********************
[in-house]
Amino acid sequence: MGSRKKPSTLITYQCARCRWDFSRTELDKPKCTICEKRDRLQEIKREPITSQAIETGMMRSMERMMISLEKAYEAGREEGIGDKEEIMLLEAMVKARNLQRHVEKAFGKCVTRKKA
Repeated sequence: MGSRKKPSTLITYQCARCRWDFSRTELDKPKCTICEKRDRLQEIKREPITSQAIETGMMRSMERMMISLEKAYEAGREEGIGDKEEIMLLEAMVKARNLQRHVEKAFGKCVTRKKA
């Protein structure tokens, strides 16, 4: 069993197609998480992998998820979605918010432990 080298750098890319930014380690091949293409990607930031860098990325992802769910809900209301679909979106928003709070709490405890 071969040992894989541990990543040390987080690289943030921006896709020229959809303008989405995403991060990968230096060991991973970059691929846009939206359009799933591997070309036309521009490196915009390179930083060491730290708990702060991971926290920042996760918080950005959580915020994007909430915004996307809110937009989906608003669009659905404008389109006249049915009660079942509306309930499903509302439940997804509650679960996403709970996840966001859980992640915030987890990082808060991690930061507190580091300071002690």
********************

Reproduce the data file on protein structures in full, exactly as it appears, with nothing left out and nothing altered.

[in-house]
Amino acid sequence: MGSRKKPSTLITYQCARCRWDFSRTELDKPKCTICEKRDRLQEIKREPITSQAIETGMMRSMERMMISLEKAYEAGREEGIGDKEEIMLLEAMVKARNLQRHVEKAFGKCVTRKKA
Repeated sequence: MGSRKKPSTLITYQCARCRWDFSRTELDKPKCTICEKRDRLQEIKREPITSQAIETGMMRSMERMMISLEKAYEAGREEGIGDKEEIMLLEAMVKARNLQRHVEKAFGKCVTRKKA
């Protein structure tokens, strides 16, 4: 069993197609998480992998998820979605918010432990 080298750098890319930014380690091949293409990607930031860098990325992802769910809900209301679909979106928003709070709490405890 071969040992894989541990990543040390987080690289943030921006896709020229959809303008989405995403991060990968230096060991991973970059691929846009939206359009799933591997070309036309521009490196915009390179930083060491730290708990702060991971926290920042996760918080950005959580915020994007909430915004996307809110937009989906608003669009659905404008389109006249049915009660079942509306309930499903509302439940997804509650679960996403709970996840966001859980992640915030987890990082808060991690930061507190580091300071002690």